Proximate Analyses of the High-Concentrate Rations
and Sorghum Silage

West Florida Experiment Station
Jay, Florida
1966-67


Moisture

Crude protein

Ash

Ether extract

Crude fiber

Nitrogen-free extract


Basal
(%M

10.84

16.20

4.89

3.19

9.00

55.88


Basal Plus
Antibiotic


11.28

16.99

4.74

2.65

9.02

55.32


Sorghum
Silage
(%)

79.31

2.19

1.12

0.46

7.64

9.28


--







Table 3


Data Resulting from the Antibiotic Study

West Florida Experiment Station
Jay, Florida
1966-67


Control Antibiotic
No. of animals 14 14
Length of feeding, days 139 139
Av. initial wt., lb. 603.6 597.5
Av. final wt., lb. 946.4 935.7
Av. gain/animal, lb. 342.8 338.2
Av. daily gain, lb. 2.48 2.43
Feed/cwt. gain
Concentrate 842.9 809.9
Silage 363.1 350.2
Feed/animal/day, lb.
Concentrate 20.98 19.71
Silage 9.00 8.52
Av. carcass grade (a) 12.4 12.6
Av. yield grade (b) 2.6 2.6
Av. slaughter wt., lb. 946.4 935.7
Av. carcass wt., lb. (c) 541.7 551.7
Av. dressing percent 57.24 58.96
Feed cost/cwt. gain
Concentrate (d) $ 19.71 $ 19.18
Silage (e) 1.82 1.75
Total $ 21.59 $ 20.93
Av. cost/head of feeder (f) $139.13 $137.73
Av. feed cost/head of feeder 74.02 70.79
Total cost/head of feeder $213.15 $208.52
Gross sales/head (g) $217.34 $222.24
Profit per head +$ 4.19 +$ 13.72
Av. price/cwt. carcass $ 40.12 $ 40.28
Av. price/cwt. on foot $ 22.96 $ 23.77
(a) 10 = average good, 11 = high good, 12 = low choice,
13 = average choice, etc.
(b) Yield grades numbered 1 through 5 with yield grade 1
representing the highest yield of boneless, closely
trimmed retail cuts (cutability) and yield grade 5 the
lowest.
(c) Paying weight, which is hot dressed weight less 3%.
(d) Control concentrate ration = $46.92/ton and the con-
centrate ration containing the antibiotic = $47.36/ton.
(e) Sorghum silage = $10.00/ton.
(f) Feeder cost of $23.00/cwt. + $0.30/animal for diethyl-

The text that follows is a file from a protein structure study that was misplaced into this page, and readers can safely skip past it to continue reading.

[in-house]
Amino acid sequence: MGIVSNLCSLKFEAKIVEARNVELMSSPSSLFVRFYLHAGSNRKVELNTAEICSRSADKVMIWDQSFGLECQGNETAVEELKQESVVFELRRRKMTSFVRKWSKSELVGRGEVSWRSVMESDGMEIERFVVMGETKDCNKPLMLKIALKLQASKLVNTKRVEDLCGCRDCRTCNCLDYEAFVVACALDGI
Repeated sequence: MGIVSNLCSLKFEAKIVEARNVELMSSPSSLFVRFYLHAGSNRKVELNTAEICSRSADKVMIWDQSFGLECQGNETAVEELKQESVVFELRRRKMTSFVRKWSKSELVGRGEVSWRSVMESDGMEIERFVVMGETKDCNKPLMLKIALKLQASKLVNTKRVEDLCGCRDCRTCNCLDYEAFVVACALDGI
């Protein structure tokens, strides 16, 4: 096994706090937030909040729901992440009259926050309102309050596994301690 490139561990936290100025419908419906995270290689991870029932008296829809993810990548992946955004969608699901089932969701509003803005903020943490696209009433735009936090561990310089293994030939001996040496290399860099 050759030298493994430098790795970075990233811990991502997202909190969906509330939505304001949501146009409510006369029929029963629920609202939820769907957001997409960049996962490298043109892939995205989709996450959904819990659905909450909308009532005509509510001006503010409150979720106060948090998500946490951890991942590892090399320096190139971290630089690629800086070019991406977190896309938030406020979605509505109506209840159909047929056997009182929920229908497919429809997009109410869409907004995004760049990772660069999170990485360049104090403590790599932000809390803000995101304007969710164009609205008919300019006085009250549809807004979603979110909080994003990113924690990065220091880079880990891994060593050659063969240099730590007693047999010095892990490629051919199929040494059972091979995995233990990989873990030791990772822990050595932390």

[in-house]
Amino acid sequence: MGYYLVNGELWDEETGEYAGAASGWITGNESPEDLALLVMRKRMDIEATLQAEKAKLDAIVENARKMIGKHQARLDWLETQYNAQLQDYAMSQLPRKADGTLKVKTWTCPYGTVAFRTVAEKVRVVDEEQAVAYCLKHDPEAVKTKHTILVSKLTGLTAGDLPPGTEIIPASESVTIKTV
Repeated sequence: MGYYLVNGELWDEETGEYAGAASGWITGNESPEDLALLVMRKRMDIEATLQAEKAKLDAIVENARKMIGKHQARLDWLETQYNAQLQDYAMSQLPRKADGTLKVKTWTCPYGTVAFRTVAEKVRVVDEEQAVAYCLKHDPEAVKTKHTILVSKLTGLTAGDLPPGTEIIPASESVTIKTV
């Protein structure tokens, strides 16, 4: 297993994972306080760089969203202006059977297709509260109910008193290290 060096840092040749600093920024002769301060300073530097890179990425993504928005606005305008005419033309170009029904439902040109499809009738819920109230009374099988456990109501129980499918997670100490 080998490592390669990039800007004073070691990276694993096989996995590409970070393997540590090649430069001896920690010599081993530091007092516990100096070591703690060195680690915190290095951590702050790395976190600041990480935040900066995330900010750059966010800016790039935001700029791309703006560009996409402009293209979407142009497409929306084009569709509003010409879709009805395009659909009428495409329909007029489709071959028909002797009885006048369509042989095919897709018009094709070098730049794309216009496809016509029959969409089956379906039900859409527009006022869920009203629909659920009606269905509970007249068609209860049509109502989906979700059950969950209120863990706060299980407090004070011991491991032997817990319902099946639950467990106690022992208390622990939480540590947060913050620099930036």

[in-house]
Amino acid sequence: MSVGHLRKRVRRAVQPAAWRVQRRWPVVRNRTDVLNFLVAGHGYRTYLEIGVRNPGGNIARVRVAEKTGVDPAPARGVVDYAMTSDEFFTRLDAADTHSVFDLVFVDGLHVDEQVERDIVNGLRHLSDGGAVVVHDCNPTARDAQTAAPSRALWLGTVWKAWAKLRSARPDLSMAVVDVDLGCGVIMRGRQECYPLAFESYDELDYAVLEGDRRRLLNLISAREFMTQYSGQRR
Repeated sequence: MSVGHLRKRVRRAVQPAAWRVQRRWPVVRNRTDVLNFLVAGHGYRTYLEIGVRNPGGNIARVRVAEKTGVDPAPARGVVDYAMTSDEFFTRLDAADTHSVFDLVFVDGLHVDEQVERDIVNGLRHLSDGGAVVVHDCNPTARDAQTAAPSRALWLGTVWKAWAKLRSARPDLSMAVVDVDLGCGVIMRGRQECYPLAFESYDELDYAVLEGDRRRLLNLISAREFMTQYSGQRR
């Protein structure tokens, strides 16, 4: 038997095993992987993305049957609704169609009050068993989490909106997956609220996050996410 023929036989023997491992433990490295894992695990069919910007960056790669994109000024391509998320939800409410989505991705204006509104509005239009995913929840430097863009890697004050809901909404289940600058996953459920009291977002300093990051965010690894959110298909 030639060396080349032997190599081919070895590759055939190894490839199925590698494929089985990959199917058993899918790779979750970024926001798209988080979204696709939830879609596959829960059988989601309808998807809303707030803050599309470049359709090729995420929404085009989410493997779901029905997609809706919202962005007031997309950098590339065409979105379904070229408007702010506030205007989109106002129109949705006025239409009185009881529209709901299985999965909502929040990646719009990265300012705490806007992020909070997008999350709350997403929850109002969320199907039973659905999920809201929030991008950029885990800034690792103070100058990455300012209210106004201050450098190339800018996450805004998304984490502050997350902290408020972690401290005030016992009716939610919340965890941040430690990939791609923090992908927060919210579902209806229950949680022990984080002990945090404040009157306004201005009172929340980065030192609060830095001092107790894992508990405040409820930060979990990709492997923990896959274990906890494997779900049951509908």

stilbestrol implants ( of the animals received 3-12 mg.
implants).
(g) Animals sold to Haas-Davis Packing Co., Inc., Mobile,
Alabama on a grade and yield basis -- cost of hauling
to Mobile deducted to arrive at gross sales.







Table 4


Data Resulting from the Heavy Steer and Heifer Feeding Comparison

West Florida Experiment Station
Jay, Florida
1966-67

Heavy Steers Heifers
No. of animals 10 14 (a)
Length of feeding, days 98 121
Av. initial wt., lb. 733.0 523.6
Av. final wt., lb. 1009.5 801.9
Av. gain/animal, lb. 276.5 278.3
Av. daily gain, lb. 2.82 2.30
Feed/cwt. gain
Concentrate 818.8 729.7
Silage 413.9 348.8
Feed/animal/day, lb.
Concentrate 23.10 16.81
Silage 11.68 8.04
Av. carcass grade (b) 12.1 11.2
Av. yield grade (c) 3.2 2.3
Av. slaughter wt., lb. 1009.5 801.9
Av. carcass wt., lb. (d) 594.0 439.0
Av. dressing percent 58.84 54.74


Feed cost/cwt. gain
Concentrate (e)
Silage (f)
Total
Av. cost/head of feeder (g)
Av. feed cost/head of feeder
Total cost/head of feeder
Gross sales/head (h)
Profit per head
Av. price/cwt. carcass
Av. price/cwt. on foot


$ 19.39
2.07
$ 21.46
$ 168.89
59.34
$ 228.23
$ 240.39
+$ 12.16
$ 40.47
$ 23.81


$ 17.28
1.74
$ 19.02
$ 92.94
50.13
$143.07
$167.76
+$ 24.69
$ 38.21
$ 20.92


(a) One heifer had to be removed at the end of 28 days due to
pregnancy.
(b) 10 = average good, 11 = high good, 12 = low choice, 13 =
average choice, etc.
(c) Yield grades numbered 1 through 5 with yield grade 1 repre-
senting the highest yield of boneless, closely trimmed retail
cuts (cutability) and yield grade 5 the lowest.
(d) Paying weight, which is hot dressed weight less 3%.
(e) Concentrate ration cost = $47.36/ton.
(f) Sorghum silage = $10.00/ton.
(g) Feeder (steer) cost of $23.00/cwt. + $0.30/animal for diethyl-
stilbestrol implants (k of the steers received 3-12 mg.
implants) and feeder (heifer) cost of $17.75/cwt.
(h) Animals sold to Haas-Davis Packing Co., Inc., Mobile, Alabama
on a grade and yield basis -- cost of hauling to Mobile de-
ducted to arrive at gross sales.


---









Table 5


Data Resulting from the Diethylstilbestrol Study

West Florida Experiment Station
Jay, Florida
1966-67


Control Diethylstilbestrol (a)
No. of Steers 19 19
Av. number of days 128 128
Av. daily gain, lb. 2.33 2.81 (e)
Av. carcass grade (b) 12.4 12.4
Av. yield grade (c) 2.84 2.68
Av. dressing percent (d) 61.27 (e) 55.84


(a) Each animal was implanted with three-12 mg. diethylstilbestrol
implants (36 mg./head) Stimplants (Chas. Pfizer and Co., Inc.)

(b) 10 = average good, 11 = high good, 12 = low choice, 13 = average
choice, etc.

(c) Yield grades numbered 1 through 5 with yield grade 1 representing
the highest yield of boneless, closely trimmed retail cuts
(cutability) and yield grade 5 the lowest.

(d) Calculated from hot dressed weight less 3% and final weight off of
experiment.

(e) Significant at P <.01.



















JEB
9/15/67
100 CC